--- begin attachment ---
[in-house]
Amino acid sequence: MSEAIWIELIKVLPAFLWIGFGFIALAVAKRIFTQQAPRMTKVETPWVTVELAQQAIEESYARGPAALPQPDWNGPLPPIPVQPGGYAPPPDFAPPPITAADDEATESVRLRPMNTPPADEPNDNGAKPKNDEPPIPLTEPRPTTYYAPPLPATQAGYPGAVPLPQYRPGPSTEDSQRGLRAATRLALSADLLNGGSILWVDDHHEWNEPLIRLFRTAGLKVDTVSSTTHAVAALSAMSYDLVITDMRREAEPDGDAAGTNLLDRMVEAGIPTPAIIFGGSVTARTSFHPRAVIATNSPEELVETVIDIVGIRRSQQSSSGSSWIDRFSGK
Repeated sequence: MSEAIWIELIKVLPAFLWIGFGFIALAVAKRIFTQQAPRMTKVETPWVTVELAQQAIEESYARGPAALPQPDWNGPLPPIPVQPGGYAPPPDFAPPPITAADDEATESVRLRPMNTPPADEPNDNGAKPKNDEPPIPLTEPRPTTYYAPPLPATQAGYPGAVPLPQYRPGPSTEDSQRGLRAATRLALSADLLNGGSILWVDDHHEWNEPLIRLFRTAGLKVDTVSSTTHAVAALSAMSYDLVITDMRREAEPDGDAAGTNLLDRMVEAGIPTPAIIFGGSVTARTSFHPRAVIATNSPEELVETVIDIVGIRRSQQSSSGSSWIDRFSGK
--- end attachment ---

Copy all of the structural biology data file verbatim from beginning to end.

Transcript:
[in-house]
Amino acid sequence: MSEAIWIELIKVLPAFLWIGFGFIALAVAKRIFTQQAPRMTKVETPWVTVELAQQAIEESYARGPAALPQPDWNGPLPPIPVQPGGYAPPPDFAPPPITAADDEATESVRLRPMNTPPADEPNDNGAKPKNDEPPIPLTEPRPTTYYAPPLPATQAGYPGAVPLPQYRPGPSTEDSQRGLRAATRLALSADLLNGGSILWVDDHHEWNEPLIRLFRTAGLKVDTVSSTTHAVAALSAMSYDLVITDMRREAEPDGDAAGTNLLDRMVEAGIPTPAIIFGGSVTARTSFHPRAVIATNSPEELVETVIDIVGIRRSQQSSSGSSWIDRFSGK
Repeated sequence: MSEAIWIELIKVLPAFLWIGFGFIALAVAKRIFTQQAPRMTKVETPWVTVELAQQAIEESYARGPAALPQPDWNGPLPPIPVQPGGYAPPPDFAPPPITAADDEATESVRLRPMNTPPADEPNDNGAKPKNDEPPIPLTEPRPTTYYAPPLPATQAGYPGAVPLPQYRPGPSTEDSQRGLRAATRLALSADLLNGGSILWVDDHHEWNEPLIRLFRTAGLKVDTVSSTTHAVAALSAMSYDLVITDMRREAEPDGDAAGTNLLDRMVEAGIPTPAIIFGGSVTARTSFHPRAVIATNSPEELVETVIDIVGIRRSQQSSSGSSWIDRFSGK